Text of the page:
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As an institution variously described as the "motor" or "engine" of European integration and as the European Union's "executive branch," the Commission of the European Communities finds itself at the center of Community decisionmaking. Yet its decisional processes are still quite poorly understood, at least in the United States. The relatively poor grasp of Commission decisionmaking is certainly not due to any general lack of interest in procedure within the American audience. The problem lies more in the highly restrictive view of decisionmaking that traditionally dominates procedural accounts of the Community institutions. Those accounts have tended to reflect three preoccupations. The first is the question of the respective decisional roles of the European Union's three main political institutions – Council, Commission and Parliament' – and of their relationship to the Community courts. The second preoccupation relates to the fact that those institutions have three quite distinct legislative procedures for the enactment of Community law, namely the parliamentary consultation, parliamentary cooperation and parliamentary co-decision procedures. Finally, within each of these procedures, attention is invariably drawn to the different voting formulas in the Council (simple majority voting, qualified majority voting, or unanimity) and to the relative difficulties of obtaining the requisite Council majorities, especially with further EU enlargements.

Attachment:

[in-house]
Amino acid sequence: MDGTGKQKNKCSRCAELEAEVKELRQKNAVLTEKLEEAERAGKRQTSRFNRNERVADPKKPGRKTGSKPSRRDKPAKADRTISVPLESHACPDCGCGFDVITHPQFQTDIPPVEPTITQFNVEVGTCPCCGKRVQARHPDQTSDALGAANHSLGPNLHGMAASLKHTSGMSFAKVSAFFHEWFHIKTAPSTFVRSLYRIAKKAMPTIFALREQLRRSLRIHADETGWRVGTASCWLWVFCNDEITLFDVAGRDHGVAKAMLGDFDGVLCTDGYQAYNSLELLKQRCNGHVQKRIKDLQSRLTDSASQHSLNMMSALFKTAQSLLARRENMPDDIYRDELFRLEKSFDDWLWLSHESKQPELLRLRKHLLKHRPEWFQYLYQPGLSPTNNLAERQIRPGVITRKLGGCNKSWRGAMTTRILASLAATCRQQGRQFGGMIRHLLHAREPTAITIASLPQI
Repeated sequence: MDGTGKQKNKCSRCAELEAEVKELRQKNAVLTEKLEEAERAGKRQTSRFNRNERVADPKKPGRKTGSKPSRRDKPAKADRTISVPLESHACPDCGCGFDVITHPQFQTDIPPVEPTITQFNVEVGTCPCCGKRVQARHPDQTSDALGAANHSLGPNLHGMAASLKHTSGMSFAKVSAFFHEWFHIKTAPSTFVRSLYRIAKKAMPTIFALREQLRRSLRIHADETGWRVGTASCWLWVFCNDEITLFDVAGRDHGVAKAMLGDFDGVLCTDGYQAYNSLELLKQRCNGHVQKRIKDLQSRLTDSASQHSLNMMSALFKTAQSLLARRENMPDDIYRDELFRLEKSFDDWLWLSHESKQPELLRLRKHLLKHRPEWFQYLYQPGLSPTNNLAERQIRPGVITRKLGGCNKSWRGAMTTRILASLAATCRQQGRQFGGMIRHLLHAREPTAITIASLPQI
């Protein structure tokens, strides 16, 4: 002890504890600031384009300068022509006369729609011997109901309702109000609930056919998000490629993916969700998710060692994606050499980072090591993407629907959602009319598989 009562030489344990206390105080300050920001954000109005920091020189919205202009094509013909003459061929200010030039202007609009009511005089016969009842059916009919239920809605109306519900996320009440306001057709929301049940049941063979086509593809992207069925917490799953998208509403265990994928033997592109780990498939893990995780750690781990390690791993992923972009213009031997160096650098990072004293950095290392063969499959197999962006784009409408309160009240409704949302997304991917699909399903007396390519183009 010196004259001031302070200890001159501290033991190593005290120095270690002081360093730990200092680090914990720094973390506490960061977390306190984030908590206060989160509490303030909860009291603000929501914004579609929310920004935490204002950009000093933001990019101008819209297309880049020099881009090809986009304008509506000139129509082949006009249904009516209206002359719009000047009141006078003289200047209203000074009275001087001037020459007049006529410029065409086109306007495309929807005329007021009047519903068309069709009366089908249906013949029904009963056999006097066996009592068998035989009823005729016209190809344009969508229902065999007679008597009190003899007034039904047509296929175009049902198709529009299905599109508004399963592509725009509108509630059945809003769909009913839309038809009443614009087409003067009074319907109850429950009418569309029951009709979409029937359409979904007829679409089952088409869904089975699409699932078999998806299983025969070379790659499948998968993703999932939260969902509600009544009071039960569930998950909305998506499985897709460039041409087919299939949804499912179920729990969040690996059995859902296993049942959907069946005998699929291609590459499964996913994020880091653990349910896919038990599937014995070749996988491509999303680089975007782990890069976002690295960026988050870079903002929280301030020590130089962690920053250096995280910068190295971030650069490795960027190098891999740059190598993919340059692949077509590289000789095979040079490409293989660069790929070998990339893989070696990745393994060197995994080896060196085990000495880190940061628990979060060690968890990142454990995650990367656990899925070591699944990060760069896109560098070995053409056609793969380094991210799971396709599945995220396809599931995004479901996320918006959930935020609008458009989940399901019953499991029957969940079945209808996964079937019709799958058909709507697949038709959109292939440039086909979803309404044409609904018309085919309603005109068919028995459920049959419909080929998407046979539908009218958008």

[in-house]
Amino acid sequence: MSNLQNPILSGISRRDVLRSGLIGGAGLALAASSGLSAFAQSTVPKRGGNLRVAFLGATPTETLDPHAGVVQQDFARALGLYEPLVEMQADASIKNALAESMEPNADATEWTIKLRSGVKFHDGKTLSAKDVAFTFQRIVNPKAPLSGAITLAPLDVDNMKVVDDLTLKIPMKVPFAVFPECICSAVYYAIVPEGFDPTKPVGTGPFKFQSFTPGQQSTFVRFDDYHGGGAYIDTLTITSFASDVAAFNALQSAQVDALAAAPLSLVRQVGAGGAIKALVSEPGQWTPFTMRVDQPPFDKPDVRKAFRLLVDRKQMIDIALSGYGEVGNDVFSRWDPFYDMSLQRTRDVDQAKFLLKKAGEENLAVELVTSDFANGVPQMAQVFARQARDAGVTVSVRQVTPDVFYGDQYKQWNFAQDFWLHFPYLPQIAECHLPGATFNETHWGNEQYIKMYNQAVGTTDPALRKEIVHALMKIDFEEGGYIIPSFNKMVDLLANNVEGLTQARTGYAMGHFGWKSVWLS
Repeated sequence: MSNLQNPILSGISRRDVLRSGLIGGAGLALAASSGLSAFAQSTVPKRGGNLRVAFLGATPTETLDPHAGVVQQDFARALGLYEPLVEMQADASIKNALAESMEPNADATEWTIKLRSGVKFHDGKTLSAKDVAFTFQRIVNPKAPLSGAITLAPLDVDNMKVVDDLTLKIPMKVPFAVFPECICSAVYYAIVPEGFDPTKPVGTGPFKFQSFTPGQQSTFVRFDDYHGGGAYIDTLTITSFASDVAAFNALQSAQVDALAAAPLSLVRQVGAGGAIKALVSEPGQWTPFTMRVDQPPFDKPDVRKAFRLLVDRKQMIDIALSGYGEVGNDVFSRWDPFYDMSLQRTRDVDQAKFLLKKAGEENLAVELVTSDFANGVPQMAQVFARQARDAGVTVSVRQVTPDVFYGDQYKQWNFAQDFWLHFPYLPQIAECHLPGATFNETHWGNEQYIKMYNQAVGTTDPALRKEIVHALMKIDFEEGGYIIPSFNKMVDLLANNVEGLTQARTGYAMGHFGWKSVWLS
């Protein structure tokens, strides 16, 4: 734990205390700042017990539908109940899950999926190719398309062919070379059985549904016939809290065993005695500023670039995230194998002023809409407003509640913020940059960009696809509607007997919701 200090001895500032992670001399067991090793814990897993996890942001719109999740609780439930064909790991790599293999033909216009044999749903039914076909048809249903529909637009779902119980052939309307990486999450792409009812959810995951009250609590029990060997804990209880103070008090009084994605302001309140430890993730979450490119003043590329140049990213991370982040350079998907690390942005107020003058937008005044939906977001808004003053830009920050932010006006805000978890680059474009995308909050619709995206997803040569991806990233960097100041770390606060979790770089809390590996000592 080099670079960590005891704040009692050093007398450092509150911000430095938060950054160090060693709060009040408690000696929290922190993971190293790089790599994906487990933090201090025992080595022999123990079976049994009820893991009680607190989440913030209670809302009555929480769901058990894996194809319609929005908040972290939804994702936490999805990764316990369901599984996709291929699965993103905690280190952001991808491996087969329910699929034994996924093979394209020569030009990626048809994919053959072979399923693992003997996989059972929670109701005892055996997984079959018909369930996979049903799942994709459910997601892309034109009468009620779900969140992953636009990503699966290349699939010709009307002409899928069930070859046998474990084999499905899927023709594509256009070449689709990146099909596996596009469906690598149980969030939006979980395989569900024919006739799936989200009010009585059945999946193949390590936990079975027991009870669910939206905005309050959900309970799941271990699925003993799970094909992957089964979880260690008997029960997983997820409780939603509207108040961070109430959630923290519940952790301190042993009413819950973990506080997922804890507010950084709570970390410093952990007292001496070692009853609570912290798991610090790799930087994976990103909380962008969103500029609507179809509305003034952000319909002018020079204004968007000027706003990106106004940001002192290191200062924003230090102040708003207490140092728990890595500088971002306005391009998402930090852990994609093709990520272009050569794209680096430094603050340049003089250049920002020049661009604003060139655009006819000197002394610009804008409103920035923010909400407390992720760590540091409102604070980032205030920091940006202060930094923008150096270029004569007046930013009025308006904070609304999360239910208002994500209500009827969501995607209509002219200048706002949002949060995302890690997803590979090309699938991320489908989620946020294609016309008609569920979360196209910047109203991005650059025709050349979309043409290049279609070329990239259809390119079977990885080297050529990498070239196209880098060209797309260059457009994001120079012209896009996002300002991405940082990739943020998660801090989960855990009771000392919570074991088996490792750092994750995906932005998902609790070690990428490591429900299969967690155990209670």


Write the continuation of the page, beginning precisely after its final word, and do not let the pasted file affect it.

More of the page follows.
The traditional interest of US scholars in the "inter-institutional" and voting aspects of the Community's legislative procedure is fairly easy to explain. First, judging by the agendas of recent and projected intergovernmental conferences, the issues are topical and preoccupy the Europeans themselves. Second, the issues clearly have important implications for the balance of power, not only among the Member States and among the institutions, but also between the Member States and the institutions; this will explain why the Court of Justice has recently seen so much litigation over the "correct legal basis" of legislative enactments. Finally, the newer legislative processes have to them a sheer complexity, certainly as compared with the basically unitary character of the legislative process at both at the state and federal levels in the US; that complexity itself naturally invites attention.

Mastering the intricacies of the Community's legislative processes and their political implications is difficult, but also in a sense illusory – much like focusing on the mechanics of how a bill becomes a law in the United States. Although the Council, the Commission and the Parliament perform characteristic functions in the enactment of Community legislation, each of these institutions has its own complex internal processes for determining the positions that it will take within the relevant legislative mechanisms. The internal aspects of decisionmaking by the European Commission constitute the focus of this article.


Comparative and Foreign Law | European Law | Law